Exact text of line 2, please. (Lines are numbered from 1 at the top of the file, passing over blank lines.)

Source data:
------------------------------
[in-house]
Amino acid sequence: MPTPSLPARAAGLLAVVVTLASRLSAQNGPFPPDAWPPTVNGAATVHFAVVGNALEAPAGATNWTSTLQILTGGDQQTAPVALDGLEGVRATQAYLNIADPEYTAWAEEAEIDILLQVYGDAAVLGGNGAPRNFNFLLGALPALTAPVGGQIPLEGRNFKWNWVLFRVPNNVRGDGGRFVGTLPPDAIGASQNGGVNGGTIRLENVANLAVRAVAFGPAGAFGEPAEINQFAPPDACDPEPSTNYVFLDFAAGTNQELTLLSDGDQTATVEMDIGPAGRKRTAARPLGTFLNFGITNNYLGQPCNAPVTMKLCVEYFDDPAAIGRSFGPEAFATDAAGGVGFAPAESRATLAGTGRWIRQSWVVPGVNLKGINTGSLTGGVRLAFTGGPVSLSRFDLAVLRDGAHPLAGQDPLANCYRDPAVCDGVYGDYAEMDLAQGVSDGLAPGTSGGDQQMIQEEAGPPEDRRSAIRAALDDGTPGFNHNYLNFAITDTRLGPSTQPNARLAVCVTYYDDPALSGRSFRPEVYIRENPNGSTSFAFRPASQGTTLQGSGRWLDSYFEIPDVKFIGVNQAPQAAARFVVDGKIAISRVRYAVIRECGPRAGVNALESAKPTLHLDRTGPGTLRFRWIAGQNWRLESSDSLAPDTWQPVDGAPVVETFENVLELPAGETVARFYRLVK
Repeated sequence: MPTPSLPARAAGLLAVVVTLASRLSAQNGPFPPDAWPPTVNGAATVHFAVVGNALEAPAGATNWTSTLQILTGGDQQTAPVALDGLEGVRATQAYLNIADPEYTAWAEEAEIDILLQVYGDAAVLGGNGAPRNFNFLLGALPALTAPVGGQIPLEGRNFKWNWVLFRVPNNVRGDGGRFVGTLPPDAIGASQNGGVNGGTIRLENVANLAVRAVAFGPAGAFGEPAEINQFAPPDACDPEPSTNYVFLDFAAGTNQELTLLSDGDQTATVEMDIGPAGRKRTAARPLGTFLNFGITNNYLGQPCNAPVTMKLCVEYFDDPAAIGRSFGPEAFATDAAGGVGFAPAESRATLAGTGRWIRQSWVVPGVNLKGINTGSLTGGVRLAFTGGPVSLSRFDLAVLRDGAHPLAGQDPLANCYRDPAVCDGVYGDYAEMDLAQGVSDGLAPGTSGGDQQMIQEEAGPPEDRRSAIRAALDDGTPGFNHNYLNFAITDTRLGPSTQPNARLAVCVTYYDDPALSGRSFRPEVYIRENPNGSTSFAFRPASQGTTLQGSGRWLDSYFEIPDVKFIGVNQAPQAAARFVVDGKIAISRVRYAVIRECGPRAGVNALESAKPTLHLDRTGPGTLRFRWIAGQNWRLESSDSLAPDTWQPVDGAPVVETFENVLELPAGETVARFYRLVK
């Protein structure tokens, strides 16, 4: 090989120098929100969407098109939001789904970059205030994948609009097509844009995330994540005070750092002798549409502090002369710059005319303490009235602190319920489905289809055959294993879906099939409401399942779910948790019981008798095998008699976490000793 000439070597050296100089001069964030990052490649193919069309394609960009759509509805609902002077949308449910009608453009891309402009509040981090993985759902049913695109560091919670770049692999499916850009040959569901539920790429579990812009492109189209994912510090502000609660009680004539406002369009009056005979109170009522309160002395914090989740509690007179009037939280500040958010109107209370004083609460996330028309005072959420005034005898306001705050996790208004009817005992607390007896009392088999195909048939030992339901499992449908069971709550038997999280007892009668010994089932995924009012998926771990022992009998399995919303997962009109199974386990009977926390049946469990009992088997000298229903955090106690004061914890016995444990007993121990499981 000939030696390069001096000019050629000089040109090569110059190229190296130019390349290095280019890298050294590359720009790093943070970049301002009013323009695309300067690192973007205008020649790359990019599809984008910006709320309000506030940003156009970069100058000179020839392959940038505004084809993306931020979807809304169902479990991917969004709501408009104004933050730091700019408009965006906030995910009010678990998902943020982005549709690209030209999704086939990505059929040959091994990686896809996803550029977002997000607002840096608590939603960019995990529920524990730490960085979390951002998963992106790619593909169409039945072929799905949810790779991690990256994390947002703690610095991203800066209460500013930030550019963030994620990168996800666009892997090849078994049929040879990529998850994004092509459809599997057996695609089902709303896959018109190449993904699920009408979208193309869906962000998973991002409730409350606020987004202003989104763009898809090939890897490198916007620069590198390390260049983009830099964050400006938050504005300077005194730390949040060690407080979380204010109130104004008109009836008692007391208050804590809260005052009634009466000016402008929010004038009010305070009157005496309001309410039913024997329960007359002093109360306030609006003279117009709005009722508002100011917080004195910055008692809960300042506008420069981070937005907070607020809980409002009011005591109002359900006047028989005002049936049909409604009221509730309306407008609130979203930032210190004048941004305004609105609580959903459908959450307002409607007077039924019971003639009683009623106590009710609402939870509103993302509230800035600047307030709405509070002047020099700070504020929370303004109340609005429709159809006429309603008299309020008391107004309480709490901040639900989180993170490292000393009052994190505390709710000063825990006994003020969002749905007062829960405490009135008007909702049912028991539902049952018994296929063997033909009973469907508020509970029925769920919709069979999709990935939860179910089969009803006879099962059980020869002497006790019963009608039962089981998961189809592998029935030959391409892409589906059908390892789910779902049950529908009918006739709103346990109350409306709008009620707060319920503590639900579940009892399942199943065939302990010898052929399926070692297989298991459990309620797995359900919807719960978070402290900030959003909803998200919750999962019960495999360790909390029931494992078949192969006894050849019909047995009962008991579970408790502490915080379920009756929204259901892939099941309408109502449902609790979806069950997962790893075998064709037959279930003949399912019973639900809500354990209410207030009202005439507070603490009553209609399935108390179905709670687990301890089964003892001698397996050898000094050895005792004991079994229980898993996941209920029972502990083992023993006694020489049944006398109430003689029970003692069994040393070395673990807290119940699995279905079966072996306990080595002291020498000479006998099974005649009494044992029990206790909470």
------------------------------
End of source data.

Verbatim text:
Amino acid sequence: MPTPSLPARAAGLLAVVVTLASRLSAQNGPFPPDAWPPTVNGAATVHFAVVGNALEAPAGATNWTSTLQILTGGDQQTAPVALDGLEGVRATQAYLNIADPEYTAWAEEAEIDILLQVYGDAAVLGGNGAPRNFNFLLGALPALTAPVGGQIPLEGRNFKWNWVLFRVPNNVRGDGGRFVGTLPPDAIGASQNGGVNGGTIRLENVANLAVRAVAFGPAGAFGEPAEINQFAPPDACDPEPSTNYVFLDFAAGTNQELTLLSDGDQTATVEMDIGPAGRKRTAARPLGTFLNFGITNNYLGQPCNAPVTMKLCVEYFDDPAAIGRSFGPEAFATDAAGGVGFAPAESRATLAGTGRWIRQSWVVPGVNLKGINTGSLTGGVRLAFTGGPVSLSRFDLAVLRDGAHPLAGQDPLANCYRDPAVCDGVYGDYAEMDLAQGVSDGLAPGTSGGDQQMIQEEAGPPEDRRSAIRAALDDGTPGFNHNYLNFAITDTRLGPSTQPNARLAVCVTYYDDPALSGRSFRPEVYIRENPNGSTSFAFRPASQGTTLQGSGRWLDSYFEIPDVKFIGVNQAPQAAARFVVDGKIAISRVRYAVIRECGPRAGVNALESAKPTLHLDRTGPGTLRFRWIAGQNWRLESSDSLAPDTWQPVDGAPVVETFENVLELPAGETVARFYRLVK